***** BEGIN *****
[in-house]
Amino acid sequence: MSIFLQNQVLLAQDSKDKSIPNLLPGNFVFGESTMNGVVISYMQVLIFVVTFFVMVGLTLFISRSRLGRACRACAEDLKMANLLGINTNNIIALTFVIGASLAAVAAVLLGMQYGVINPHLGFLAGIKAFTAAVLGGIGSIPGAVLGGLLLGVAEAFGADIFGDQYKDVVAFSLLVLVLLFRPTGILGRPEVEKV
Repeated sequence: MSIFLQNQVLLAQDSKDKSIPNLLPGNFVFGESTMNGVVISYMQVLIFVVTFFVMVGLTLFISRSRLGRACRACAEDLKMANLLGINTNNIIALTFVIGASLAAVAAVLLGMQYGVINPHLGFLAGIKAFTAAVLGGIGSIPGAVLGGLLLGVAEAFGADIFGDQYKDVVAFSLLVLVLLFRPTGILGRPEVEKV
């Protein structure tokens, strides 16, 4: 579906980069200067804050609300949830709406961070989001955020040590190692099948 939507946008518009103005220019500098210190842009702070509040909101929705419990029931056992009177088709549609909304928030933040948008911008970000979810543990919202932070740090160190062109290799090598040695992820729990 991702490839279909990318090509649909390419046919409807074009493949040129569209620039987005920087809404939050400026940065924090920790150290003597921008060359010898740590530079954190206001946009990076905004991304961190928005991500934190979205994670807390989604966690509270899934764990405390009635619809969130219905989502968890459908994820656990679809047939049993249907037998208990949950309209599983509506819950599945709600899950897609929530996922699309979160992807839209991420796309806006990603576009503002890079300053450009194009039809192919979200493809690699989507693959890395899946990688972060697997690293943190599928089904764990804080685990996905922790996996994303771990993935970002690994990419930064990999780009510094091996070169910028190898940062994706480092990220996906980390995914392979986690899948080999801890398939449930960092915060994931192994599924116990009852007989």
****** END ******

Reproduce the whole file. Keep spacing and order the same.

[in-house]
Amino acid sequence: MSIFLQNQVLLAQDSKDKSIPNLLPGNFVFGESTMNGVVISYMQVLIFVVTFFVMVGLTLFISRSRLGRACRACAEDLKMANLLGINTNNIIALTFVIGASLAAVAAVLLGMQYGVINPHLGFLAGIKAFTAAVLGGIGSIPGAVLGGLLLGVAEAFGADIFGDQYKDVVAFSLLVLVLLFRPTGILGRPEVEKV
Repeated sequence: MSIFLQNQVLLAQDSKDKSIPNLLPGNFVFGESTMNGVVISYMQVLIFVVTFFVMVGLTLFISRSRLGRACRACAEDLKMANLLGINTNNIIALTFVIGASLAAVAAVLLGMQYGVINPHLGFLAGIKAFTAAVLGGIGSIPGAVLGGLLLGVAEAFGADIFGDQYKDVVAFSLLVLVLLFRPTGILGRPEVEKV
């Protein structure tokens, strides 16, 4: 579906980069200067804050609300949830709406961070989001955020040590190692099948 939507946008518009103005220019500098210190842009702070509040909101929705419990029931056992009177088709549609909304928030933040948008911008970000979810543990919202932070740090160190062109290799090598040695992820729990 991702490839279909990318090509649909390419046919409807074009493949040129569209620039987005920087809404939050400026940065924090920790150290003597921008060359010898740590530079954190206001946009990076905004991304961190928005991500934190979205994670807390989604966690509270899934764990405390009635619809969130219905989502968890459908994820656990679809047939049993249907037998208990949950309209599983509506819950599945709600899950897609929530996922699309979160992807839209991420796309806006990603576009503002890079300053450009194009039809192919979200493809690699989507693959890395899946990688972060697997690293943190599928089904764990804080685990996905922790996996994303771990993935970002690994990419930064990999780009510094091996070169910028190898940062994706480092990220996906980390995914392979986690899948080999801890398939449930960092915060994931192994599924116990009852007989």